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The recent discovery of glycine transporters in both the central nervous system and the periphery suggests that glycine transport may be critical to N-methyl-D-aspartate receptor (NMDAR) function by controlling glycine concentration at the NMDAR modulatory glycine site. Data obtained from whole-cell patch-clamp recordings of hippocampal pyramidal neurons,(More)
A subset of glutamate receptors that are specifically sensitive to the glutamate analog N-methyl-D-aspartate (NMDA) are molecular coincidence detectors, necessary for activity-dependent processes of neurodevelopment and in sensory and cognitive functions. The activity of these receptors is modulated by the endogenous amino acid D-serine, but the extent to(More)
A very important element controlling serotonin (5-HT) release throughout the brain is the 5-HT1A autoreceptor present on the soma and dendrites of 5-HT neurons since it exerts a negative feedback influence on their firing activity. This 5-HT1A autoreceptor receives an increased activation by endogenous 5-HT at the beginning of a treatment with a selective(More)
N-methyl-d-aspartate receptor (NMDAR) activation requires both the binding of glutamate to its recognition site and occupancy of the strychnine insensitive glycine modulatory site (GMS). Pharmacological studies suggest that the glycine transporter, GlyT1, maintains subsaturating concentrations of glycine at synaptic NMDARs. To characterize further the role(More)
OBJECTIVE Various classes of antidepressant medications generally induce remission of major depressive disorder in only about one-third of patients. In a previous study using mirtazapine or paroxetine alone or in combination from treatment initiation, the rate of patients who remitted within a 6-week period was twice that of patients using either drug(More)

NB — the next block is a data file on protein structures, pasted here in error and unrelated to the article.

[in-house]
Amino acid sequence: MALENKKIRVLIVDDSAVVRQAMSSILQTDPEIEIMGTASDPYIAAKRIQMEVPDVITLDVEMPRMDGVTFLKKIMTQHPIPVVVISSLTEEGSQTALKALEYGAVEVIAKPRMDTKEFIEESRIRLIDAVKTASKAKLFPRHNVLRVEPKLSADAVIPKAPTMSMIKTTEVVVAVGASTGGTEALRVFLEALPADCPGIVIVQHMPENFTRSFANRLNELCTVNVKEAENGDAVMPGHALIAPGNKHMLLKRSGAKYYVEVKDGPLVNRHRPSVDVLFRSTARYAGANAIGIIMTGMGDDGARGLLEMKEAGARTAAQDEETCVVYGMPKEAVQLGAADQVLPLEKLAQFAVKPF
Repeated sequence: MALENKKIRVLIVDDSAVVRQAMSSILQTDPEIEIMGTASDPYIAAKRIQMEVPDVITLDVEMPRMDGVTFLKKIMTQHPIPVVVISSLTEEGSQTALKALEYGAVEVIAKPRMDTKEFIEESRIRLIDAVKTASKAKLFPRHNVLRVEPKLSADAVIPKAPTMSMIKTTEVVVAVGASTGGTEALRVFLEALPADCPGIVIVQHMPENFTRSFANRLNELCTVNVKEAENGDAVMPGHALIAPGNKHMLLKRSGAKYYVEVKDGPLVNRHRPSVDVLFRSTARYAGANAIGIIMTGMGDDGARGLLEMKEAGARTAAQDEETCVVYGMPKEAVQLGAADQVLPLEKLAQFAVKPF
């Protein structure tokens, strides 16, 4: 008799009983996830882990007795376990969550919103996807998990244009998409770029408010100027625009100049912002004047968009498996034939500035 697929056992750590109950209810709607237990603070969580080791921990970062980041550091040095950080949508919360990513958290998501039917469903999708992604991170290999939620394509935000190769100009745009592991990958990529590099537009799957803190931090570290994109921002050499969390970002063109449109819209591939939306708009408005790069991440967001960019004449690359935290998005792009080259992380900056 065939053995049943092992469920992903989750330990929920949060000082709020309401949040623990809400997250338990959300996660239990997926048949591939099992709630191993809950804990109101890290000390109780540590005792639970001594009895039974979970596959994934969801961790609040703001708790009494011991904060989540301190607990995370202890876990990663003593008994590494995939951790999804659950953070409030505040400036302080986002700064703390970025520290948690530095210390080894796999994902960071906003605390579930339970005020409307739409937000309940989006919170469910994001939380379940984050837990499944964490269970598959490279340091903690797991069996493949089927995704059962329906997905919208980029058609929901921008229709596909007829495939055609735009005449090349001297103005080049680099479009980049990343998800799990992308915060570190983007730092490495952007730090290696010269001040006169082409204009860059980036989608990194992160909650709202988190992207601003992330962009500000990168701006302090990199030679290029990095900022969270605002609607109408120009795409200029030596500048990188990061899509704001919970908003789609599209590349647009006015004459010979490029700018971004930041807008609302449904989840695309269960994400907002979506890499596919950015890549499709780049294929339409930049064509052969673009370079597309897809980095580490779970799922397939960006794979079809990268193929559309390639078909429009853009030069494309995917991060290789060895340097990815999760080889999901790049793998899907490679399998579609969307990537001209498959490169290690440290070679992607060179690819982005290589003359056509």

It has been reported that the 5-HT1A autoreceptor antagonist pindolol can accelerate the antidepressant response to the selective serotonin (5-HT) reuptake inhibitor (SSRI) paroxetine, presumably by preventing the initial decrease in firing activity of 5-HT neurons produced by the SSRI. The present study was aimed at further exploring this treatment(More)
The amygdala is involved in the associative processes for both appetitive and aversive emotions, and its function is modulated by stress hormones. The neuropeptide corticotrophin releasing factor (CRF) is released during stress and has been linked to many stress-related behavioral, autonomic, and endocrine responses. In the present study,(More)
The sigma receptor (sigmaR), once considered a subtype of the opioid receptor, is now described as a distinct pharmacological entity. Modulation of N-methyl-D-aspartate receptor (NMDAR) functions by sigmaR-1 ligands is well documented; however, its mechanism is not fully understood. Using patch-clamp whole-cell recordings in CA1 pyramidal cells of rat(More)
Although Akt is a determinant of cisplatin (cis-diaminedichloroplatinum (CDDP)) resistance in ovarian cancer cells, which is related in part to its inhibitory action on p53 activation, precisely how Akt confers CDDP resistance is unclear. In this study, we show that CDDP induced p53-dependent Fas-associated death domain-like interleukin-1beta-converting(More)
Understanding the mechanism of cisplatin (CDDP) action may improve therapeutic strategy for ovarian cancer. Although p53 and FLICE-like inhibitory protein (FLIP) are determinants of CDDP sensitivity in ovarian cancer, the interaction between p53 and FLIP remains poorly understood. Here, using two chemosensitive ovarian cancer cell lines and various(More)